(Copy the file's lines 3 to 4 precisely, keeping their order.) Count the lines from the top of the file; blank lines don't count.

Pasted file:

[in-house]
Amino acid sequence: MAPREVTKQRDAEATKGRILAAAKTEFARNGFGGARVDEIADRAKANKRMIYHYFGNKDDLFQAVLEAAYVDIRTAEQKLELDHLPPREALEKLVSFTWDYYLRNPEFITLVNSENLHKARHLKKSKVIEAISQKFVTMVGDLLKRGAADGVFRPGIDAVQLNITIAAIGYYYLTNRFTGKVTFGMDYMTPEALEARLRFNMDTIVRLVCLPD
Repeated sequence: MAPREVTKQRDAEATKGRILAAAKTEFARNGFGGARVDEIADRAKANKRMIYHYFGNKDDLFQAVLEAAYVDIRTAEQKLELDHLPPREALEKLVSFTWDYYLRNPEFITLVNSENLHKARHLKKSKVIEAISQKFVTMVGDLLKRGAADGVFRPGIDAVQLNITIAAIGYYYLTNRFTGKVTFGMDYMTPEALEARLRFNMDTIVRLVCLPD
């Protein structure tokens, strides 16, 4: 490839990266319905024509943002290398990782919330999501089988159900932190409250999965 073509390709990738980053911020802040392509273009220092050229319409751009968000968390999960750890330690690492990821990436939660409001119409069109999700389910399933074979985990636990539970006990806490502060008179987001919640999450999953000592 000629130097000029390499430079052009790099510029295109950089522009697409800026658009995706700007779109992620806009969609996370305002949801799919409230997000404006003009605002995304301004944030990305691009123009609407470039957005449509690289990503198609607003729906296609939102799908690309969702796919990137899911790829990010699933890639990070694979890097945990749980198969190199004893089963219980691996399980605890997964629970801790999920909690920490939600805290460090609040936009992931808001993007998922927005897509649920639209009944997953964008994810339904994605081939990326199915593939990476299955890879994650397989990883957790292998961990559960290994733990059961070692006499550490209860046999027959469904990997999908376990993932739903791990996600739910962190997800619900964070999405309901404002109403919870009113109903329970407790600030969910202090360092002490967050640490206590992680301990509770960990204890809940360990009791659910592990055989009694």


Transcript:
Repeated sequence: MAPREVTKQRDAEATKGRILAAAKTEFARNGFGGARVDEIADRAKANKRMIYHYFGNKDDLFQAVLEAAYVDIRTAEQKLELDHLPPREALEKLVSFTWDYYLRNPEFITLVNSENLHKARHLKKSKVIEAISQKFVTMVGDLLKRGAADGVFRPGIDAVQLNITIAAIGYYYLTNRFTGKVTFGMDYMTPEALEARLRFNMDTIVRLVCLPD
């Protein structure tokens, strides 16, 4: 490839990266319905024509943002290398990782919330999501089988159900932190409250999965 073509390709990738980053911020802040392509273009220092050229319409751009968000968390999960750890330690690492990821990436939660409001119409069109999700389910399933074979985990636990539970006990806490502060008179987001919640999450999953000592 000629130097000029390499430079052009790099510029295109950089522009697409800026658009995706700007779109992620806009969609996370305002949801799919409230997000404006003009605002995304301004944030990305691009123009609407470039957005449509690289990503198609607003729906296609939102799908690309969702796919990137899911790829990010699933890639990070694979890097945990749980198969190199004893089963219980691996399980605890997964629970801790999920909690920490939600805290460090609040936009992931808001993007998922927005897509649920639209009944997953964008994810339904994605081939990326199915593939990476299955890879994650397989990883957790292998961990559960290994733990059961070692006499550490209860046999027959469904990997999908376990993932739903791990996600739910962190997800619900964070999405309901404002109403919870009113109903329970407790600030969910202090360092002490967050640490206590992680301990509770960990204890809940360990009791659910592990055989009694």